Recently, autogenous tooth bone graft material (AutoBT) that uses the tooth extracted from the patient, has attained much attention. AutoBT is generally prepared based on the demineralization method using hydrogen chloride (HCl) or nitric acid (HNO3), following a process of washing and grinding of the extracted tooth. The strongest advantage of AutoBT is that its histological structure and components resemble those of autogenous bone [7, 8]. As it is an autogenous tissue, AutoBT ensures excellent biocompatibility without immune rejection, which gives emotional stability and satisfaction to the patient. In addition, many recent studies have reported that AutoBT exhibits not only osteoconductive but also osteoinductive potential [9,10,11,12,13,14,15].
Among the dental components, enamel comprises 95% inorganic and 0.6% organic matter with 4% water, whereas dentin comprises 70-75% inorganic and 20% organic matter with 10% water. The alveolar bone has a similar chemical composition to enamel and dentin, comprising 65% inorganic and 25% organic matter with 10% water in general. Based solely on the chemical composition, tooth exhibits relatively higher content of inorganic matter and lower content of organic matter than alveolar bone. The inorganic content in tooth and alveolar bone is mostly hydroxyapatite, while the organic matter mostly consists of type I collagen as well as a bone growth factor known as bone morphogenic proteins (BMPs) [7, 8]. Considering the individual roles of each dental component, the type and ratio of the components in a bone graft material is a crucial determinant of the properties of the graft material. Notably, regarding osteoconductive, osteoinductive, and osteogenic potentials, the influence is highly significant. To illustrate, among the components of a bone graft material, when the ratio of organic matter including type I collagen and BMPs falls, the osteoinductive potential is reduced, thereby increasing the time taken for bone formation. Nonetheless, the relative increase in the ratio of inorganic matter with high calcium content leads to enhanced osteoinductive potential with the effect of reduced bone resorption following implantation.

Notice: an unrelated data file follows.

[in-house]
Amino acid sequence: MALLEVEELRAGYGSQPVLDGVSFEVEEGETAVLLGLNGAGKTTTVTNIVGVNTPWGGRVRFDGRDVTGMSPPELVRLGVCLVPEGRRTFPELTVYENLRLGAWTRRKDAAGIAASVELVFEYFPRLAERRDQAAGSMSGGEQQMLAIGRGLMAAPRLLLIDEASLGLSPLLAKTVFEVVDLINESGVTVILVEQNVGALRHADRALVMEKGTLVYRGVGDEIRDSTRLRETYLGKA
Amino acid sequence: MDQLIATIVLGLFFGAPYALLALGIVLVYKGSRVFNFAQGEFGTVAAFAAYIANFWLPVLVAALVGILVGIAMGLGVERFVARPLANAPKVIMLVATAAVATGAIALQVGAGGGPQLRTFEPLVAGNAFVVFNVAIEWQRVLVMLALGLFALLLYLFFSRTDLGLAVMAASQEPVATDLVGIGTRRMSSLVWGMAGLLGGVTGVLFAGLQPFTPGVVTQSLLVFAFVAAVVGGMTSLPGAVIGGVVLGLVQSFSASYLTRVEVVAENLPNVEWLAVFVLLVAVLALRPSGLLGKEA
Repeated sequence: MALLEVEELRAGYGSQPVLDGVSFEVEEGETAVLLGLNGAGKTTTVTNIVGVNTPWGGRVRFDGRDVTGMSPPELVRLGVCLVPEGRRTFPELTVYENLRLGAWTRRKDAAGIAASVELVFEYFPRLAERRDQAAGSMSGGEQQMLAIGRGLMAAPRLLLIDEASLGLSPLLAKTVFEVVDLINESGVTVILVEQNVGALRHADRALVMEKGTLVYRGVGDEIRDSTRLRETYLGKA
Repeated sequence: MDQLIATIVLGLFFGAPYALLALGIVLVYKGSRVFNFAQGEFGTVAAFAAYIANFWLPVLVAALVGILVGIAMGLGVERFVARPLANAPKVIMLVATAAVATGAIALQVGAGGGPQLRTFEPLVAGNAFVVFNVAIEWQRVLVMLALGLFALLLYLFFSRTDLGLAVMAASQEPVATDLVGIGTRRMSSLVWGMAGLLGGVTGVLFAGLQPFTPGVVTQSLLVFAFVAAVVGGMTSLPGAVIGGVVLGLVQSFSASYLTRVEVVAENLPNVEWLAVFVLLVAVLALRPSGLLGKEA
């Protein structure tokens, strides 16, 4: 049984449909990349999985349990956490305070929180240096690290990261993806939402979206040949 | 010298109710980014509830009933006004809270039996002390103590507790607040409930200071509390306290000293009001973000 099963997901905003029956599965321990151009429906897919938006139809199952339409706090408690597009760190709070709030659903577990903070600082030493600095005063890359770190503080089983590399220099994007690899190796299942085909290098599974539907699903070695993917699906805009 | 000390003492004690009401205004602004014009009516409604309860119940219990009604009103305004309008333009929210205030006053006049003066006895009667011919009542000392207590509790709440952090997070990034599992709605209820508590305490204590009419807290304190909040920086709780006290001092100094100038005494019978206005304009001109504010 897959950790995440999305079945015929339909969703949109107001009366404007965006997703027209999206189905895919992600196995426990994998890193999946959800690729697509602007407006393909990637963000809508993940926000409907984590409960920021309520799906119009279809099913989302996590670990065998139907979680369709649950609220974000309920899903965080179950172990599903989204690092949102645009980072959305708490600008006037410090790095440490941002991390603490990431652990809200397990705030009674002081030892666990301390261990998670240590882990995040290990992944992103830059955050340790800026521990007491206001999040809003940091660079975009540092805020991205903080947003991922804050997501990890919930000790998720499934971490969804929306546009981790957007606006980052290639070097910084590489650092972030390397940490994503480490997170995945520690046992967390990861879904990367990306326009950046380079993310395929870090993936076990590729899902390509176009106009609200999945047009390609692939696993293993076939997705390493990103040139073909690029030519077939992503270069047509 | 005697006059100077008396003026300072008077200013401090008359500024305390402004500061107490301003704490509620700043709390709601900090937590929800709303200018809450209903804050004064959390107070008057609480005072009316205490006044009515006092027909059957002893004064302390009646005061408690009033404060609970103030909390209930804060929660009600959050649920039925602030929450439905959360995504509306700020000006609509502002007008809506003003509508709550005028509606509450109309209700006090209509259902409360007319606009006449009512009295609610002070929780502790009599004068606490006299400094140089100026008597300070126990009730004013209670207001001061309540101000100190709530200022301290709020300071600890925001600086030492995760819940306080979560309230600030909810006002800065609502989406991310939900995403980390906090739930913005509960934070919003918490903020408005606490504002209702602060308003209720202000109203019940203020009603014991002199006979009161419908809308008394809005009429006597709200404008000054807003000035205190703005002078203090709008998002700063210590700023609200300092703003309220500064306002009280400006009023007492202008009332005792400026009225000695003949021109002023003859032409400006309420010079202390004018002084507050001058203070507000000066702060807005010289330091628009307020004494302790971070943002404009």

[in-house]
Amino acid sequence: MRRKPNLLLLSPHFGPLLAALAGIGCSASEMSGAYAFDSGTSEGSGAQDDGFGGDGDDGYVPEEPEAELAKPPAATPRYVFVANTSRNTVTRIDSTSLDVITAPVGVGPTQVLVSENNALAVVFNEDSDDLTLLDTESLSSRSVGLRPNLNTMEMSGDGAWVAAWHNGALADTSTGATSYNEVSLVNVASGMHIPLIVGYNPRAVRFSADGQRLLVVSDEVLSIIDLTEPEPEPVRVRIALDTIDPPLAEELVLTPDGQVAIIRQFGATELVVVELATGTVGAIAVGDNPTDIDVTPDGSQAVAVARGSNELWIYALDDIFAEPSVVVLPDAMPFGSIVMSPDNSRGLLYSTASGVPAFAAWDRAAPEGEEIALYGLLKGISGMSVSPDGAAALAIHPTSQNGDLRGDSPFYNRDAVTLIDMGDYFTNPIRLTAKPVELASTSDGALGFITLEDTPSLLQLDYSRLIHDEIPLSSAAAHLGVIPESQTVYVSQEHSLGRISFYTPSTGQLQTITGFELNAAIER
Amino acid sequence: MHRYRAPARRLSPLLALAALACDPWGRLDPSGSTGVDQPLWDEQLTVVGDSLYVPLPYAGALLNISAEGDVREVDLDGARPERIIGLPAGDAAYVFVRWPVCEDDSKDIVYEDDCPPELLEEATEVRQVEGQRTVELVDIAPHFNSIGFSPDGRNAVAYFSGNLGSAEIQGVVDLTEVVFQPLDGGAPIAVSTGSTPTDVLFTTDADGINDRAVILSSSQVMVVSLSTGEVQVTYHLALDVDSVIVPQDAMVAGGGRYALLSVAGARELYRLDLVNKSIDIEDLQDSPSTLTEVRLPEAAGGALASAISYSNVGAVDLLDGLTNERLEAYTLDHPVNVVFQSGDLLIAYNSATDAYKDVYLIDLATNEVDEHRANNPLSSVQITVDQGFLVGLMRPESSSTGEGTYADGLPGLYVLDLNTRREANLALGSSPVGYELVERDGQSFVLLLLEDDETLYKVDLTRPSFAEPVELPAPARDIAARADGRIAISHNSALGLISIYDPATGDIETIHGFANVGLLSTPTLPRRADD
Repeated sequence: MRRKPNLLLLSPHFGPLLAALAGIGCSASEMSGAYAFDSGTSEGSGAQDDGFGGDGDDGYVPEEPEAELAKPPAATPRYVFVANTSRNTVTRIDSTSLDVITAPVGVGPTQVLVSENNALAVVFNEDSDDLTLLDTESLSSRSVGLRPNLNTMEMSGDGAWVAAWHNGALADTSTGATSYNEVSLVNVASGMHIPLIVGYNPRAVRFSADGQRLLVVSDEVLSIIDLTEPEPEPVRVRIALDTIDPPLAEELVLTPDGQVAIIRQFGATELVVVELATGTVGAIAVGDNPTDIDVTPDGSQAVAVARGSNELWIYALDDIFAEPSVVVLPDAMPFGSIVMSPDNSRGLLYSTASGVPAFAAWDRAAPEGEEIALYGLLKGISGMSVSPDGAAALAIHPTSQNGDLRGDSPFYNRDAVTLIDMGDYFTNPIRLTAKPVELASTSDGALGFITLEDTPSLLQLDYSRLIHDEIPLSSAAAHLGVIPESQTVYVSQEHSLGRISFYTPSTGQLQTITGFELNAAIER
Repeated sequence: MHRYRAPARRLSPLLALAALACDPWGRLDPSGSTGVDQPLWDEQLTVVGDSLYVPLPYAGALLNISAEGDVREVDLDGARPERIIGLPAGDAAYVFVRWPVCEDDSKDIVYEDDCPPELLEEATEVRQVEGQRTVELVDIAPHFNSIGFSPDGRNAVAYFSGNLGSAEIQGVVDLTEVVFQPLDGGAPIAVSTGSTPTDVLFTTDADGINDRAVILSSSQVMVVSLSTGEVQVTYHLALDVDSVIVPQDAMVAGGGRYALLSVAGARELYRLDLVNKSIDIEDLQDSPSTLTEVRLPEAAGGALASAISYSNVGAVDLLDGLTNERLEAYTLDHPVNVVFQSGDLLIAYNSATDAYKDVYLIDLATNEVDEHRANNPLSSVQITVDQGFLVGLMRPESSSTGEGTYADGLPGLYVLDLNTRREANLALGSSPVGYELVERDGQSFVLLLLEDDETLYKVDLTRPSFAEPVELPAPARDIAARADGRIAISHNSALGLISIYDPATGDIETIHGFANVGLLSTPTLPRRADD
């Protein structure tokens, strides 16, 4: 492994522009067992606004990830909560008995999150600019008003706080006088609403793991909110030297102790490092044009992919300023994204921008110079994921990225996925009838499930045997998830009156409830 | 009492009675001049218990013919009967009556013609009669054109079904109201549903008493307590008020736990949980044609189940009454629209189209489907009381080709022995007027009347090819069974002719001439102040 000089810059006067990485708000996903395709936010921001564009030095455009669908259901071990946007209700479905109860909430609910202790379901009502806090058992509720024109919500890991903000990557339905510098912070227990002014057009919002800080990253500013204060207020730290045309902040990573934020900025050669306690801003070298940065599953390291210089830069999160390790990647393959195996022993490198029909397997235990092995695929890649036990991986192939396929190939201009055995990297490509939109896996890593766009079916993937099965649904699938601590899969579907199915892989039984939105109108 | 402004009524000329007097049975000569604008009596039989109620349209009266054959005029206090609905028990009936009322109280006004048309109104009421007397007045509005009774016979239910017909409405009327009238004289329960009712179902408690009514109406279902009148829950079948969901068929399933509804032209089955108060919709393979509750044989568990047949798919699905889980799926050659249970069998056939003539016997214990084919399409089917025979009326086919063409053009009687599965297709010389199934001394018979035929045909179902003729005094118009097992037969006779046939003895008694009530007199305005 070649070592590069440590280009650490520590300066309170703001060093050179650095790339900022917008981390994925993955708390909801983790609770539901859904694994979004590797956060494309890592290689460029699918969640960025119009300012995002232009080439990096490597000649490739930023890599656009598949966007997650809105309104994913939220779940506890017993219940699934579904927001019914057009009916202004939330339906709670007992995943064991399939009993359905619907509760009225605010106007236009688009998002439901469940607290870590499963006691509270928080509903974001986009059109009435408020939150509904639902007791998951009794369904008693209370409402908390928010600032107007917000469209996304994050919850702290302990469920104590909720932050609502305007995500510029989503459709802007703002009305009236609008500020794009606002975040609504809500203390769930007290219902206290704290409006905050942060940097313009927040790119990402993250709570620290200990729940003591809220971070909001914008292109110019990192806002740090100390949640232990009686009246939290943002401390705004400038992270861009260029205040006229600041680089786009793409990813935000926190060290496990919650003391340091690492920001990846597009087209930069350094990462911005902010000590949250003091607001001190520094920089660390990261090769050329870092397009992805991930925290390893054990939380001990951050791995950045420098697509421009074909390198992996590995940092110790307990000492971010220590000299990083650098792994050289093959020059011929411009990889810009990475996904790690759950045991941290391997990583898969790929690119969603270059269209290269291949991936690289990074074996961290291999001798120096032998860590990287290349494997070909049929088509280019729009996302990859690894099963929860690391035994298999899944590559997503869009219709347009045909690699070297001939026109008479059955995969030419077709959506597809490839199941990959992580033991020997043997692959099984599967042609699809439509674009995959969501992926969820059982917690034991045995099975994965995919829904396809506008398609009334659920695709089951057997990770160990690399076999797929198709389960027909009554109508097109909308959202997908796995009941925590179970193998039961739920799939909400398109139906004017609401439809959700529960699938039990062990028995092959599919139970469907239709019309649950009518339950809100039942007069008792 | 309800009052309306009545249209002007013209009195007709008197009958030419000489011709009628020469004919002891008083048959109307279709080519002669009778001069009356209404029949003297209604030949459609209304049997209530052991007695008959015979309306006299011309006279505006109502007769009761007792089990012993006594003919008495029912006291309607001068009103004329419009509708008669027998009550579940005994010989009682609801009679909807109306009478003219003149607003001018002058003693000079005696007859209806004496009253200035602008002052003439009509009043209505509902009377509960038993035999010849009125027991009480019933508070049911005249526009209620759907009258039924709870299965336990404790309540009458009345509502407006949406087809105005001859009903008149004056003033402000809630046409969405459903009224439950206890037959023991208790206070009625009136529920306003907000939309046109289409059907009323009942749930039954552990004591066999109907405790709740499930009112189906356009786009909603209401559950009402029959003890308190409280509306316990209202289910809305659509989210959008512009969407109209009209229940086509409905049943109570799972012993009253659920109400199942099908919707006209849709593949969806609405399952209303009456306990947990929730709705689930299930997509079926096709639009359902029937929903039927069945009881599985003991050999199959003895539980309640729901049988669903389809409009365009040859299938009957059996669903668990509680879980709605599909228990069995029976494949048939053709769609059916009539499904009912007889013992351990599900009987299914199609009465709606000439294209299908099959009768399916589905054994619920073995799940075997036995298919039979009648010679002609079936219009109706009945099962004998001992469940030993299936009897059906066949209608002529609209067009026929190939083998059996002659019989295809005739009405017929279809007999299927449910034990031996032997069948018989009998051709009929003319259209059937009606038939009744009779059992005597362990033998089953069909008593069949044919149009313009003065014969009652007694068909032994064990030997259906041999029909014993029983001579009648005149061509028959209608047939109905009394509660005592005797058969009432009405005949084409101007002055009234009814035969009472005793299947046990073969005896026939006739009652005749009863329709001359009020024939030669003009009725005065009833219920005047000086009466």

Several studies have found that the conventional AutoBT exhibits an outstanding osteogenic potential [9,10,11,12,13,14,15]. However, considering the characteristics of the components of AutoBT, an alteration in the ratio among the components or an addition of an organic matter is anticipated to bring about an enhanced bone repair effect after the bone graft. This study thus applied a new technique to reduce the ratio of organic content in a novel type of AutoBT compared to the conventional one, then grafted the novel AutoBT to the rabbit calvaria to examine the bone repair capability, and during the process, monitored the changes in the bone repair process after the supplementary addition of type I collagen that composes most of the organic content of tooth.
Materials and methods
Preparation of AutoBT without organic matter (OM)
The organic substances in the human dental tissue were removed and the tissue was subsequently washed, through the use of autogenous tooth bone maker (Korean Dental Solution®, Busan, Korea) and using sodium chlorate (NaOCl). Next, lipid and protein components in the dental tissue were removed using ethyl alcohol and chloroform, and the tissue was bleached and sterilized using hydrogen peroxide. After 5 times washing, sterilized AutoBT without OM was prepared.
Human osteosarcoma cell lines, MG63 and HOS, were purchased from ATCC (Rockville, MD, USA). The two different cell lines were immersed in DMEM/F12 1:1 medium and RPMI1640 medium, respectively, then after the addition of 100 μg/ml penicillin/streptomycin, 4 mM l-glutamine, and 10% fetal bovine serum (FBS), the cells were cultured in a 5% CO2 incubator at 37 °C.
Cell adhesion activity measurement
The prepared specimens were sterilized, then after the subculture of 5 × 103 cells, the cells were cultured for 24 h. The specimens were washed twice using phosphate-buffered saline (PBS), after which the attached cells were left in trypsin-EDTA for 5 min at 37 °C. Using the hemacytometer, the cells were counted, and the cell adhesion rate was calculated.
Cell viability measurement
To measure the cell survival rate, the WST-1 method was followed. A flat specimen on a 6-well plate was prepared, then after the subculture of 5 × 103 cells on the plate, the cells were cultured for 24, 48, and 72 h. Next, 10 μl of WST-1 solution was added to each well for the reaction in an incubator for 2 h, and using the ELISA reader (Tecan, Mannedorf, Swiss), the OD was measured at 450 nm. The analysis was repeated three times for each cell line.